No effect of polymorphisms in prothrombotic genes on the risk of myocardial infarction in young adults without cardiovascular risk factors


F. R. Rosendaal, Department of Clinical Epidemio-logy, C9-P, Leiden University Medical Center, PO Box 9600, NL-2300 RC Leiden, the Netherlands.
Tel.: +31 71 526 4037; fax: +31 71 526 6994; e-mail:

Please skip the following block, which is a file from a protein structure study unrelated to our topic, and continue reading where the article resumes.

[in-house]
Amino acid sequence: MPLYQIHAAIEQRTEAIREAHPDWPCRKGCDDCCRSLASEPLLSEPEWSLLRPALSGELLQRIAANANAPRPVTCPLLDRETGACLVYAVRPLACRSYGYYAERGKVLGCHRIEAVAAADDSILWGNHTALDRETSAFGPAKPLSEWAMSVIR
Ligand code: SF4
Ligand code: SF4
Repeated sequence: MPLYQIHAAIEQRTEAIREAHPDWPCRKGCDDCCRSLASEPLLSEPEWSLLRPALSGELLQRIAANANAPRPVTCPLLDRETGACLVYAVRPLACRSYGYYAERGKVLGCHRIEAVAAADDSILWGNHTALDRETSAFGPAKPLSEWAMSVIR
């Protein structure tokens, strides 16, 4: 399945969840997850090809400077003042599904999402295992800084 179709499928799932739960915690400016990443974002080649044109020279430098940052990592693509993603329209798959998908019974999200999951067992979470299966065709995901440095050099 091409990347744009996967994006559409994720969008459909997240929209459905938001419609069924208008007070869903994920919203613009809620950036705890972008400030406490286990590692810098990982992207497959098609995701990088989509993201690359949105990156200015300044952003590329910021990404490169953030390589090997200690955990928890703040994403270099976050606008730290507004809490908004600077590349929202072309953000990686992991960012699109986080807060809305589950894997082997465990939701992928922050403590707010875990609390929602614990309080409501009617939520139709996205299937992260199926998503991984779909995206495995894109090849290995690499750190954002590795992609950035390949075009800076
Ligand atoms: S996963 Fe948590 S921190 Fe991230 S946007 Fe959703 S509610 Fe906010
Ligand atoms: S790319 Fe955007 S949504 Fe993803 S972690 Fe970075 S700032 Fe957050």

Recently, the association between nine variants of prothrombotic genes, previously associated with myocardial infarction, were investigated in a large case–control study among young individuals [1]. The focus on the young stems from the assumption that atherosclerosis may play a minor role and that any risk related to a genetic predisposition for a prothrombotic state may be more easily detected. The study followed several reports on the effects of factor (F)V Leiden and prothrombin 20210A in young women [2,3]. The study included 1210 patients with myocardial infarction before age 50 and 1210 controls. Overall, there was no evidence supporting an association between these gene variants and the occurrence of myocardial infarction. However, even in these young individuals the presence of cardiovascular risk factors may have influenced the results. In young individuals who smoke or have hyperlipidemia, atheromatous plaque formation predisposes to myocardial infarction. The aim of the present study was to take the original reasoning even further by the most extreme inclusion criteria, and investigate whether in young individuals amongst whom atherosclerosis is least likely, i.e. in non-smoking, non-obese, non-hypertensive, non-hypercholesterolemic and non-diabetic persons, there would still be no association between prothrombotic gene variants and the development of myocardial infarction. Additionally, we evaluated the influence of a positive family history on developing myocardial infarction.